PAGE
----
The American Enterprise Institute’s James Pethokoukis isn’t normally a far-right bomb-thrower. That’s what makes his Thursday post on AEI’s public policy blog — “The asterisk president: Did the IRS’s Tea Party suppression get Obama reelected?” — so disappointing and dangerous.
Citing his AEI colleague Stan Veuger’s research finding that the Tea Party generated 3 to 6 million additional GOP votes in House races in the 2010 midterms, Pethokoukis suggests that it might have added an additional 5 to 8 million GOP votes in the 2012 election, “if the groups had continued to grow at the pace seen in 2009 and 2010.” Which they didn’t, Veuger claims, due to the extra IRS scrutiny to the movement’s claiming tax-exempt status for its “social welfare” activities.
Since that would have overcome the 5 million vote margin won by President Obama, Pethokoukis writes, “right around now, Mitt Romney would be pushing hard his tax reform plan, and #44 would be launching the Obama Global Initiative.”
Call Dick Morris — somebody finally found those white voters the White House suppressed!
Pethokoukis’ sober conservative writing doesn’t normally call to mind the work of the crackpot Morris, but there is so much wrong with his analysis it’s hard to know where to start. First of all, the surge in Tea Party groups’ applying for tax-exempt status didn’t start until 2011; the number actually dipped a bit in 2010, then it rose by a quarter in 2011, and doubled in 2012. So the Tea Party contributed to the Democrats’ 2010 midterm “shellacking” before the spike in c-4 applications, and the greater scrutiny to such applications, even began.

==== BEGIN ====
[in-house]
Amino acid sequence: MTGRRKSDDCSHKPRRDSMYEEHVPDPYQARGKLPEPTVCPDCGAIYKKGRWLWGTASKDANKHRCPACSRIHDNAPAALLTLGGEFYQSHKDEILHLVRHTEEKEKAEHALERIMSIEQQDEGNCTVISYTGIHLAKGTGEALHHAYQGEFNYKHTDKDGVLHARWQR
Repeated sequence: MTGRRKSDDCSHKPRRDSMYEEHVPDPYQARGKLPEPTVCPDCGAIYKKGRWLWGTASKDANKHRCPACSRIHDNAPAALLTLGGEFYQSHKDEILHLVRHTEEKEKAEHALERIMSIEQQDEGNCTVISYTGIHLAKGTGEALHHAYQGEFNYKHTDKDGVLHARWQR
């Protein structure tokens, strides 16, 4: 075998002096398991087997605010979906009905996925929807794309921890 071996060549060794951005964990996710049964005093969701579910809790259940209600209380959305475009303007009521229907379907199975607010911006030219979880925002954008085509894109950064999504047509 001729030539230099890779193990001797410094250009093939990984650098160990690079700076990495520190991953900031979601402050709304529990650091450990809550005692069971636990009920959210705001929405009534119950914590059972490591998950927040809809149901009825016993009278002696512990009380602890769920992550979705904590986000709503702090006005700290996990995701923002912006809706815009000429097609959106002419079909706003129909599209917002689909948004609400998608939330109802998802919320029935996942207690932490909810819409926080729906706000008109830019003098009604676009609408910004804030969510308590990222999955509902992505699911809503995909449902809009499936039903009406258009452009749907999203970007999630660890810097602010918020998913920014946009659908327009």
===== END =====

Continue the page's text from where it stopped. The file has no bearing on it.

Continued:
There’s also plenty of evidence from polling that the Tea Party lost its luster, and its electoral support, between 2010 and 2012, due at least in part to the obstructionist whack-jobs it helped elect in those midterms. In fact, the decline in support was even steep in Tea Party dominated districts. As early as the end of 2011, a Pew poll found that among the general public, 27 percent disagreed with the Tea Party while 20 percent agreed, an almost precise reversal from the previous year, when 27 percent said they agreed while 22 percent disagreed. Even in Tea Party-dominated congressional districts, 25 percent of people said they agreed with the Tea Party, while 23 percent disagreed, down from 2010, when 33 percent of people agreed with the Tea Party, and only 18 percent disagreed. If Pethokoukis wants to find a reason that the Tea Party vote either declined or plateaued in 2012, he should look at the Tea Party.
Finally: If unfettered Tea Party groups would have provided such a powerful ground game boost for Mitt Romney, but for heightened IRS scrutiny, doesn’t that prove the IRS was justified in at least asking for greater documentation of their claim that they were “social welfare” groups, not merely partisan political operations?
Of course, Pethokoukis is careful not to conclude that the IRS’s Tea Party targeting cost Romney the election, noting the campaign had other problems, first among them Mitt Romney. But he doesn’t dismiss it, either, writing, “It sure makes for an intriguing ‘what if’ scenario — and a warning about what happens when government gets out of control.”
Right-wingers, most notably the birthers, have tried to put many asterisks alongside Obama’s name. Pethokoukis has never been known for trafficking in garbage. It’s disappointing that he’s starting now. Maybe AEI wants to join the Heritage Foundation in casting off the pretense of right-leaning research and empiricism for the fun of hyper-partisan trolling?